Va. town tries to prove existence of 'ghost cats'BLACKSTONE, Va. - Like some other residents of this small town, Mary Elizabeth Goodwyn doesn't go outside after dark much anymore.
Goodwyn, 81, used to welcome the dusk under a red maple tree in her front yard every evening, but that was before cougars started showing up in Blackstone _ at least in the local newspaper.
Since 2003, the Courier-Record has run at least 15 stories on cougar sightings in town and in the neighboring 41,000-acre Army National Guard training base.
Wildlife officials say that except for a known population of 100 in Florida, the large cats _ also called mountain lions, pumas, panthers and the fitting "ghost cats" _ were wiped out in the eastern United States by 1900. They claim sightings most likely are cases of mistaken identity _ perhaps a bobcat, deer or even a Labrador retriever.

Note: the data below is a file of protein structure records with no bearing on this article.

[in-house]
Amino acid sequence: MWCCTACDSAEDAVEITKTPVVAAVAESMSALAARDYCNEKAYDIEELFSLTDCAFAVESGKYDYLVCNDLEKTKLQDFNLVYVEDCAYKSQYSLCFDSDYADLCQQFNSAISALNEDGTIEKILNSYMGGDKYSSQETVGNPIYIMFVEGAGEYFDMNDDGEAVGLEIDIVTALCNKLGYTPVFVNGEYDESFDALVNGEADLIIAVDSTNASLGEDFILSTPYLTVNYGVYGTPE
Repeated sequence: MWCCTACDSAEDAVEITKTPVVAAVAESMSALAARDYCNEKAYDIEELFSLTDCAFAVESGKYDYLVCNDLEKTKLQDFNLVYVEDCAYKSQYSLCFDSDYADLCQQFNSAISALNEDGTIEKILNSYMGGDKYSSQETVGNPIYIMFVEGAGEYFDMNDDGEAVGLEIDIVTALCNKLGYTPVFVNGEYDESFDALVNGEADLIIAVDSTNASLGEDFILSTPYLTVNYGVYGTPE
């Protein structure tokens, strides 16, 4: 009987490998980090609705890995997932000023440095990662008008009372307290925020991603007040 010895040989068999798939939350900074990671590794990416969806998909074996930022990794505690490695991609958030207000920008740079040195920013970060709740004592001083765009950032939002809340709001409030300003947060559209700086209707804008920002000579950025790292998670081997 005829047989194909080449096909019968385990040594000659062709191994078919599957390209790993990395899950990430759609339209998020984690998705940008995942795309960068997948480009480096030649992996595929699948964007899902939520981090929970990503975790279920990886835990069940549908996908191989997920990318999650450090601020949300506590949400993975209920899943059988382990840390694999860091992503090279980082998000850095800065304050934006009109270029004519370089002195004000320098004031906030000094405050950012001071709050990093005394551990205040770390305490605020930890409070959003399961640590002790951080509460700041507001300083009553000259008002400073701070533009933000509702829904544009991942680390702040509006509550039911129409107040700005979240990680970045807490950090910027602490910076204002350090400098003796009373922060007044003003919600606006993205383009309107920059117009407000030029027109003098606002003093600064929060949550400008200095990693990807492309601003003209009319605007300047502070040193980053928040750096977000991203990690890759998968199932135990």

"The sense I get is there are a number of game commission people laughing, and that bothers me a bit because we've got good people here who aren't crazy," said Billy Coleburn, who as editor of the paper wrote most of the stories.
As mayor of the town of 3,700, he must also figure out a way to calm residents' fears.
After reading stories like this I just can't help believing that we're doomed.